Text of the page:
One of the great things about contributing to Minerva is the range of subjects you get to write about. All geeky topics are fair game. Because I am a total book nerd who writes book reviews in her spare time, I figured what’s better than writing a review for a book that encompasses all things geek, with fangirls specifically in mind?
Thanks to lovely people at Quirk Books, I was lucky enough to receive a finished copy of Sam Maggs’ The Fangirl’s Guide to the Galaxy in exchange for an honest review, and, let me tell you, it’s a delight for the eyes and mind.
Sam Maggs’ The Fangirl’s Guide to the Galaxy is exactly what it sounds like: a handbook for girl geeks. It’s touted as “a fun and feminist take on the often male-dominated world of geekdom”—and it totally delivers. It breaks down fanfic, cosplay, cons, books, memes, news and community resources, and so much more. It’s honestly amazing how much information is crammed into a 200 page, 5” x 7” book. Because there’s so much info within this book, I’m only touching on the aspects that really stood out to me.
Wow. Design-wise, this book is absolutely beautiful. Its highly stylized interior uses fun fonts and gorgeous illustrations. The interior color scheme is on point in black and white with turquoise and lavender accents. The hardcover boasts bright and quirky cover art that includes nods to famous fandoms like Doctor Who and Sherlock, while strategically placing pink bows and lipstick throughout the pattern. The back-cover copy on the dust-jacket, “The Geek Girl’s Litany for Feminism,” is downright inspirational, both in design and message:
“I’m the Doctor, not a companion; Buffy, not Bella; nobody’s sidekick, love interest, or token female. I’m driving this ship. I’m a fangirl, a feminist, and a force to be reckoned with.”
Something this book does so very right is use positive and inclusive language, instilling and encouraging fangirl pride in all of its readers. Maggs constantly reminds her readers not to feel shame in shipping, writing fanfic, cosplaying, and just being your passionate and expressive self. She also goes to great lengths in each section to remind everyone to respect each other; she even devotes an entire page to Wheaton’s Law: “Don’t be a Dick.”
For example, when talking about Stans (the playful portmanteau of “stalker” and “fan”), Maggs sagely advises “Just remember: a good stan is a respectful stan. Everyone can love what they love.” Excellent advice for the overzealous but well-meaning fangirls of the world.
If friends don’t understand or accept your fangirlish ways, Maggs reminds you not to get discouraged or defensive: “Getting invested in a fictional world means you have a wonderful imagination, a big heart, and the capacity for endless creativity. No one can say anything bad about that.” Sometimes we all need to hear a little pep talk like that.
My favorite section of the book is the one that describes different types of online trolls and how to defeat them. For example, report and block harassment, take screenshots of usernames and timestamps, and respond publicly to the troll: “Think of it as taking that twisted stream of vitriol and turning it into a rainbow that would flow freely from a unicorn.” Since Minerva is no stranger to trolls, I loved the practical, wise, and humorous advice Maggs provides, and I think her way of framing “counterattacks” in terms of what badass female characters (like YoSafBridge from Firefly and Lois Lane) would do is nothing short of brilliant.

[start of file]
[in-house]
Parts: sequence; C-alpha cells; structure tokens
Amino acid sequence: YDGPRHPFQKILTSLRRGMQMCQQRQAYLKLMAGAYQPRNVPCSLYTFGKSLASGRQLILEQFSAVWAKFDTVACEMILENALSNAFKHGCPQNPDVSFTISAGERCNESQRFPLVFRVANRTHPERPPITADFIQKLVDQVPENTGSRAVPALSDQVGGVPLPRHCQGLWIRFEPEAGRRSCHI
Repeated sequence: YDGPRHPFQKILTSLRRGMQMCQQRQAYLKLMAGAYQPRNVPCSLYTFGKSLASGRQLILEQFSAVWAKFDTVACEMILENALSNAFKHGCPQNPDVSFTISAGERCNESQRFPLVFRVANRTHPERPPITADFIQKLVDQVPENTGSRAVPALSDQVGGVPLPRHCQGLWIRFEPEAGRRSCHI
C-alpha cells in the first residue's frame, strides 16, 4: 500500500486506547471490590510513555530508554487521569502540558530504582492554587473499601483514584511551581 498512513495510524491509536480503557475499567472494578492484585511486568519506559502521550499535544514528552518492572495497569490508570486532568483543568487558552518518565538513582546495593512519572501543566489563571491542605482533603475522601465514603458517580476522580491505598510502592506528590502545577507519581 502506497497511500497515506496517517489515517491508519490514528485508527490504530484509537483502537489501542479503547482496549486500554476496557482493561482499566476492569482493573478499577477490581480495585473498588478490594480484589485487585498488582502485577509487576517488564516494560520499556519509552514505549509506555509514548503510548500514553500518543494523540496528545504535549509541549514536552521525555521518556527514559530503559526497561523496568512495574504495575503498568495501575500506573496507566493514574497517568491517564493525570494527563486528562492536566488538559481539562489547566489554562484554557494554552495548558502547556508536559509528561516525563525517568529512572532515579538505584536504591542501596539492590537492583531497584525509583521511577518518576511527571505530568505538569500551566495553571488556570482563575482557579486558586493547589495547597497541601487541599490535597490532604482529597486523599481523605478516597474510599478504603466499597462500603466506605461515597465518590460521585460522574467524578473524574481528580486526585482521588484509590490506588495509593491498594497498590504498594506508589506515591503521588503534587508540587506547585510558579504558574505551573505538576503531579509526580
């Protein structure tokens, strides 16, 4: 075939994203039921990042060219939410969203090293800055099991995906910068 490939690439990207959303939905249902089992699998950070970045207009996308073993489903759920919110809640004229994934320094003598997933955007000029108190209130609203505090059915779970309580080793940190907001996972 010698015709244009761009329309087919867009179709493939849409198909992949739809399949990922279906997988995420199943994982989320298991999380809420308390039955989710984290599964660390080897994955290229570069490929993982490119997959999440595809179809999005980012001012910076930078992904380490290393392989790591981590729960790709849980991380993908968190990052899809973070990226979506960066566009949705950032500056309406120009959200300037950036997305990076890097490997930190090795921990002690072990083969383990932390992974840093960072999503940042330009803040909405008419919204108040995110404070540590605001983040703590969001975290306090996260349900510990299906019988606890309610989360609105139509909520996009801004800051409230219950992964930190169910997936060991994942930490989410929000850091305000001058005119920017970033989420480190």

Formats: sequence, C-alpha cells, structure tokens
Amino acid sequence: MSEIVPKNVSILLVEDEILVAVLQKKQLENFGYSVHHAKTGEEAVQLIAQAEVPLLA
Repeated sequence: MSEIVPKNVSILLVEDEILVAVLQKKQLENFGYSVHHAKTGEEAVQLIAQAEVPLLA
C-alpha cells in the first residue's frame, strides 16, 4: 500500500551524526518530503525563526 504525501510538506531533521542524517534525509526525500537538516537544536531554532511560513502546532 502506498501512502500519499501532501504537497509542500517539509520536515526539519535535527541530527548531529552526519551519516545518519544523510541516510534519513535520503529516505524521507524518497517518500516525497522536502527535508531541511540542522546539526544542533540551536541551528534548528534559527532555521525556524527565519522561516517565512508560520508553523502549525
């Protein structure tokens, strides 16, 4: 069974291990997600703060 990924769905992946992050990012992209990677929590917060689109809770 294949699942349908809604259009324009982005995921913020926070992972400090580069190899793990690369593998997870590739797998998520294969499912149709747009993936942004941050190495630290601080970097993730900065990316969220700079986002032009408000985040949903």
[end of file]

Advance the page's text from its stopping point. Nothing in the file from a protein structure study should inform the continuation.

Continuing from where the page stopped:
While reading, I sometimes got confused about who Maggs is writing for. She gives advice on how and where to make fellow fangirl friends and explains why posting pictures of yourself in lingerie on Instagram is a bad idea, leading me to believe she’s writing for a younger audience looking for social guidance. Then she talks about getting geeky tattoos and going to pub trivia nights and burlesque shows. This is obviously geared toward an older reader.
At another point in the book, while talking about fanfic (what it is and how to write it), Maggs suggests ways to loosen up in order to feel comfortable writing sex scenes: “it if helps, lock your door, put on your sexiest steampunk corset, get a little tipsy—whatever works.” Again, this seems geared toward an older audience, but do older audiences really need this type of advice?
I’m sure this disconnect is the result of Maggs wanting to reach as wide an audience as possible, which, on one hand, I can appreciate because I am a comparatively older fangirl. On the other hand, I think this book should have focused on one age group or the other to feel more cohesive and relatable. There were times when I felt like she stopped talking to me and started talking to someone else much younger, which is a bit disconcerting.
This is a particularly great read for young girls new to geekdom. I’d highly recommend it to girls in middle school through high school, who are just starting to enter the fangirl world and need some direction and encouragement. There are a lot of definitions and breakdowns for nerdy novices of any age, and I definitely learned a lot. I was also fascinated by the numerous interviews with high-profile and successful fangirls like Jill Pantozzi of The Mary Sue and Kate Beaton. The book has some really funny moments, while also reiterating how important it is to be confident in yourself and respectful of others. I give it a solid 4/5 Stars.